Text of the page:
Physics may not be your thing, but you’ve probably heard of the uncertainty principle; even if you’re a bit uncertain (sorry) about exactly what it is. Well, in a nutshell (according to Encyclopaedia Britannica), it states that you can’t measure both the position and the velocity of an object exactly. The more accurately to try to pin down one, the more uncertain the other becomes.

Imagine a world without uncertainty

Before scientists discovered the laws of quantum mechanics, they’d assumed that the universe ran like clockwork. If you knew the present accurately enough, you could predict the future precisely.

There’s an analogy in the field of retirement planning. You want to precisely plan your future finances till the end of your life. To do that you need to know exactly:

  • How long you’ll live.
  • How well your investments will perform.
  • What inflation there’ll be.
  • Etc.

There are plenty of retirement planning tools that will let you do this. They assume that the future is predictable. They pretend that uncertainty doesn’t exist. So if you invest your money in shares, it assumes it will grow at a steady rate year after year, for example 7%. If your life expectancy is 30 years, say, then it assumes that’s precisely how long your money needs to last. It may also assume that the cost of living will rise by exactly the same amount every year, say 3%.

Yes, it makes the world simpler to ignore uncertainly. But it’s just not the world we actually live in.

Will the cat ever reach retirement?

You’ve probably also heard about Schrödinger’s cat, and that it’s got something to do with the uncertainty principle. Schrödinger asked us to imagine placing a cat in a sealed box together with a killing device triggered by the decay of a radioactive atom. Until we open the box, there’s no way of knowing for sure whether the cat is dead or alive. In fact it’s both, at least in a sense.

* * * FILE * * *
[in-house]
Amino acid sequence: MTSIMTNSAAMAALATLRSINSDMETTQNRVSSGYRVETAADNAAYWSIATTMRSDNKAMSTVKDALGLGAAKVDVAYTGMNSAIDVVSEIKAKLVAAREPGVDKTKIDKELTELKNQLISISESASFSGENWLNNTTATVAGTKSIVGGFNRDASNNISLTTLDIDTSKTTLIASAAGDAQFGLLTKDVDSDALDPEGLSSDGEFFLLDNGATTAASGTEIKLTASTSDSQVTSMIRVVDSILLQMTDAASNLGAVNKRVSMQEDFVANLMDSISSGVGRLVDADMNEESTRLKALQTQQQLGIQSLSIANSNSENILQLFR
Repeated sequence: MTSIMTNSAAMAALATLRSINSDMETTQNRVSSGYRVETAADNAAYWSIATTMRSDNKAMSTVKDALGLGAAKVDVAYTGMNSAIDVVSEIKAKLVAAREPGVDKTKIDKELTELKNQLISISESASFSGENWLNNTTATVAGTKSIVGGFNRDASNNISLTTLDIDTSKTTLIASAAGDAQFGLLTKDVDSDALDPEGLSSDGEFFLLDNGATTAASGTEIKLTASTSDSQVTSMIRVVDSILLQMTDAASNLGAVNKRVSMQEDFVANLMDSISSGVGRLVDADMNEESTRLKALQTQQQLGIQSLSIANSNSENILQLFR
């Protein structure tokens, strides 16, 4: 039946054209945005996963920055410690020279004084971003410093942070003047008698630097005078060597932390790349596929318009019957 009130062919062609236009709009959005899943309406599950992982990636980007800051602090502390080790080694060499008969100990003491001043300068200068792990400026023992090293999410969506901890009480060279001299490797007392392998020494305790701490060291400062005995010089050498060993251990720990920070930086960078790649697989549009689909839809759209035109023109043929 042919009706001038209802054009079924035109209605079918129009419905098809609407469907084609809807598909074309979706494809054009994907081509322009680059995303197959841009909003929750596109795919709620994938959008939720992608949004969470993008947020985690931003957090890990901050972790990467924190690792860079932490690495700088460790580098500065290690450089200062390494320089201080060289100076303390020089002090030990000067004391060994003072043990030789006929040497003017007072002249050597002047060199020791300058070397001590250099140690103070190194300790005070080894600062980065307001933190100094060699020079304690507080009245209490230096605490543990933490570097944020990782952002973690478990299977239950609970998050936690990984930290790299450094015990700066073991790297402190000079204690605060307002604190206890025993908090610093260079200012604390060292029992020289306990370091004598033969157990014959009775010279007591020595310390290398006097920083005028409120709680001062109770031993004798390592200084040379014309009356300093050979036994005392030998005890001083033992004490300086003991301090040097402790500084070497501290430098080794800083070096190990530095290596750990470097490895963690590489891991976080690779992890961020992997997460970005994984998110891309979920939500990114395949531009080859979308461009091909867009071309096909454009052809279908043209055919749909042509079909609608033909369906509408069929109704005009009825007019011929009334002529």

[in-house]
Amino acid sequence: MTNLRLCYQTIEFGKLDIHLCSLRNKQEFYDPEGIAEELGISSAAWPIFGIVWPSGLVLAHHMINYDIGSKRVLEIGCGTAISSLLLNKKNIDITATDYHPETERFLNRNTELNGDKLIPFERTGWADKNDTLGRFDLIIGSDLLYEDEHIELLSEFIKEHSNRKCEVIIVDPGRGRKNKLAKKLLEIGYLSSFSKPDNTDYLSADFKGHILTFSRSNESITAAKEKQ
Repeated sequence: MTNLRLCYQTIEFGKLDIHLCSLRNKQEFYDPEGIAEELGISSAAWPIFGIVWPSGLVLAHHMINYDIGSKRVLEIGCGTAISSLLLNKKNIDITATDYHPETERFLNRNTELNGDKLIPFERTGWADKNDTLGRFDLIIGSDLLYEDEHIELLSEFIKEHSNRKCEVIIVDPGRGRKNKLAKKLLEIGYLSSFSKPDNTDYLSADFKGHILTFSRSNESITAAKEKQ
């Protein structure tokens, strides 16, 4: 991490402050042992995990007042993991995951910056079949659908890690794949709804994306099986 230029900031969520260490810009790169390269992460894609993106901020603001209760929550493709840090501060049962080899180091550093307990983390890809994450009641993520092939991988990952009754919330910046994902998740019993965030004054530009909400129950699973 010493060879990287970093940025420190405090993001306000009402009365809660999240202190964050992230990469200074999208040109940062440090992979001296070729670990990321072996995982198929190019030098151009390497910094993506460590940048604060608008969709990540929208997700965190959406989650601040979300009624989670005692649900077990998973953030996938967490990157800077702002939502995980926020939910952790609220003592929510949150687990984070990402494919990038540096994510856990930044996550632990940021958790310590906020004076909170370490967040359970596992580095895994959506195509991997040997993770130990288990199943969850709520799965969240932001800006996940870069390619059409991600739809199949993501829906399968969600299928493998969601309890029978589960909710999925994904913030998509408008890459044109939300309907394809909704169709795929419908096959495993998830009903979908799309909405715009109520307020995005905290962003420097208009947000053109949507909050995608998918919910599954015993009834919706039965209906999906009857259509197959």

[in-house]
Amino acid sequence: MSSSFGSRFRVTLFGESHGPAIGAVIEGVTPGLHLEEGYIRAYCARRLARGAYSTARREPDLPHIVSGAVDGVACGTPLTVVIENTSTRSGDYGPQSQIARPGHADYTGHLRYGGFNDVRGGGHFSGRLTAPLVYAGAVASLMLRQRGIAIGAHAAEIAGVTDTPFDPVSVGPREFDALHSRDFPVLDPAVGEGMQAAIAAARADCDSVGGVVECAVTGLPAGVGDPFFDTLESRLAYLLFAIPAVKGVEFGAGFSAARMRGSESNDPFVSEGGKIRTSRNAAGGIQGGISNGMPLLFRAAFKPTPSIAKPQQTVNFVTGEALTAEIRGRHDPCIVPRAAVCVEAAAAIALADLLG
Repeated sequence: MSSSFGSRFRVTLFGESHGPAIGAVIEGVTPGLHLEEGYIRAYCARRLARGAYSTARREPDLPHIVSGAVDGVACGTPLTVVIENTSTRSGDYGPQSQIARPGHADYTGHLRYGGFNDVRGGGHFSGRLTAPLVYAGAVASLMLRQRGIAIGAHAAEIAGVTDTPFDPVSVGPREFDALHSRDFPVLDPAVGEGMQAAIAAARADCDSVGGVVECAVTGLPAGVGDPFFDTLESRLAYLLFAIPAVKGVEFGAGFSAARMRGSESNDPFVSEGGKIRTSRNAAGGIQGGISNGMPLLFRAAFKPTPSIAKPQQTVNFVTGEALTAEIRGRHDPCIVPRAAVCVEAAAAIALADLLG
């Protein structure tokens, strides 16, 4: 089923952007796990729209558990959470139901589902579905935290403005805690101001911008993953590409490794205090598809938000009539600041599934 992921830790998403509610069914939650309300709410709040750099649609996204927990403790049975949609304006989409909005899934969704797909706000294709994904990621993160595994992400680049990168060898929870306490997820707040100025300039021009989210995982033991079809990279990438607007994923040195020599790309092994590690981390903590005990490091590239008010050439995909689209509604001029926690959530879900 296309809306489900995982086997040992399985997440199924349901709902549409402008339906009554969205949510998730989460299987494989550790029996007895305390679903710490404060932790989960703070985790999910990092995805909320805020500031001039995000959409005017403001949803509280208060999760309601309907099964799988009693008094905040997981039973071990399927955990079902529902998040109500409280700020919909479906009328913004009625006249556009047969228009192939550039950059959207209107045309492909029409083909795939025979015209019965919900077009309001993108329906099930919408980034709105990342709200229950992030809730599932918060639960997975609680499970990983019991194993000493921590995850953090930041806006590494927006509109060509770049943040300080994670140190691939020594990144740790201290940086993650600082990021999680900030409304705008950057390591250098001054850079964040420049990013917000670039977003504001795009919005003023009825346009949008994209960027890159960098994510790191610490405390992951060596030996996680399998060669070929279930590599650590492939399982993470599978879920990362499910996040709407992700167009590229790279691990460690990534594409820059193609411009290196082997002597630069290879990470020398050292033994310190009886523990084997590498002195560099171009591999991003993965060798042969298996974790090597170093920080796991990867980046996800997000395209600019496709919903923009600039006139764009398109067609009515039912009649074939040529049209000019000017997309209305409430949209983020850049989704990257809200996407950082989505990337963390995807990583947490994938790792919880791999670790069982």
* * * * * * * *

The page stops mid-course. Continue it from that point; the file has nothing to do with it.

Retirement planning is a bit like this. Our money may run out during our lifetime (the cat dies), or it won’t (the cat lives). Until we open the box of our lives by living it till the end, we won’t know for sure. There are a myriad scenarios that might play out. Some may lead to ruin. Others may lead to prosperity. They’re all plausible futures, some more likely than others.

Luckily we don’t need to understand quantum mechanics to take retirement planning uncertainty into account. But it does make things more complicated, requiring more sophisticated tools. Without them we’re fooling ourselves.

Embracing uncertainty

Luckily there are techniques that can help us with retirement planning in the face of uncertainty. A widely recognised technique is Monte Carlo Simulation. This runs a large number of randomly generated scenarios, and then statistically analyses the results. This way we can learn how likely our retirement strategy is to succeed.

Our Intelligent Financial Planning Calculator has Monte Carlo Simulation built into it. What makes it unique is that it uses a Genetic Algorithm to optimise your retirement strategy, even in the face of uncertainty. So it’s able to give you the results best meeting your objectives. Navigating uncertainty just got a whole lot easier.

The Uncertainty Principle of Retirement

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